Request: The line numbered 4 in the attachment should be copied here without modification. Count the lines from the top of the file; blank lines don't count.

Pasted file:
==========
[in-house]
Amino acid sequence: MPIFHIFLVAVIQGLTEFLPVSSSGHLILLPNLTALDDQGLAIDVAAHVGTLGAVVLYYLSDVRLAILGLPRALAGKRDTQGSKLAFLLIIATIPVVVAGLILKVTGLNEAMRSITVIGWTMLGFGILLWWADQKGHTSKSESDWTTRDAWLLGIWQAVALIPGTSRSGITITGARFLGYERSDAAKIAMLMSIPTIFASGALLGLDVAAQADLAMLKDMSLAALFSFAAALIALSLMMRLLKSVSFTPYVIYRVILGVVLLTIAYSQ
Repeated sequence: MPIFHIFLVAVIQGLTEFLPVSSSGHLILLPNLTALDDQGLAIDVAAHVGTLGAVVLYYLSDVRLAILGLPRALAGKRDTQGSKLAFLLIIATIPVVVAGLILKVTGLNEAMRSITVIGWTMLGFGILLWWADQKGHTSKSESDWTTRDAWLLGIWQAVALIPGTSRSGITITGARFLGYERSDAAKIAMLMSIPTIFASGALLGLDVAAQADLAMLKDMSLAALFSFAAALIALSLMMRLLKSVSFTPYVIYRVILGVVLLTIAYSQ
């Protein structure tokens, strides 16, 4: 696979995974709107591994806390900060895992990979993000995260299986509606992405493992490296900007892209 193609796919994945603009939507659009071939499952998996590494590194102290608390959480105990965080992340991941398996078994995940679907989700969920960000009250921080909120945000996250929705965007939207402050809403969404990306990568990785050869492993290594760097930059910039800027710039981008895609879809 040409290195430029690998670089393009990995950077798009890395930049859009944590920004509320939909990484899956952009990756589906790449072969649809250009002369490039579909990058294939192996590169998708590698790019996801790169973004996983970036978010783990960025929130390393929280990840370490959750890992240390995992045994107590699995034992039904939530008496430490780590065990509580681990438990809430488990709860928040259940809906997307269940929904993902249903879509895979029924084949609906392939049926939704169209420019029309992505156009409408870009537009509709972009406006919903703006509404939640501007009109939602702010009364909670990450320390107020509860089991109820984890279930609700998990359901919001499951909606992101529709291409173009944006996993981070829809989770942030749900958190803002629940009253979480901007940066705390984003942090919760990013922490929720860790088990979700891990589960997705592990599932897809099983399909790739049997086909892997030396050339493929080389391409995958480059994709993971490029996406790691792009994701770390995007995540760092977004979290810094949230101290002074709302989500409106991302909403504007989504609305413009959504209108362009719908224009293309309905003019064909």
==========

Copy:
């Protein structure tokens, strides 16, 4: 696979995974709107591994806390900060895992990979993000995260299986509606992405493992490296900007892209 193609796919994945603009939507659009071939499952998996590494590194102290608390959480105990965080992340991941398996078994995940679907989700969920960000009250921080909120945000996250929705965007939207402050809403969404990306990568990785050869492993290594760097930059910039800027710039981008895609879809 040409290195430029690998670089393009990995950077798009890395930049859009944590920004509320939909990484899956952009990756589906790449072969649809250009002369490039579909990058294939192996590169998708590698790019996801790169973004996983970036978010783990960025929130390393929280990840370490959750890992240390995992045994107590699995034992039904939530008496430490780590065990509580681990438990809430488990709860928040259940809906997307269940929904993902249903879509895979029924084949609906392939049926939704169209420019029309992505156009409408870009537009509709972009406006919903703006509404939640501007009109939602702010009364909670990450320390107020509860089991109820984890279930609700998990359901919001499951909606992101529709291409173009944006996993981070829809989770942030749900958190803002629940009253979480901007940066705390984003942090919760990013922490929720860790088990979700891990589960997705592990599932897809099983399909790739049997086909892997030396050339493929080389391409995958480059994709993971490029996406790691792009994701770390995007995540760092977004979290810094949230101290002074709302989500409106991302909403504007989504609305413009959504209108362009719908224009293309309905003019064909």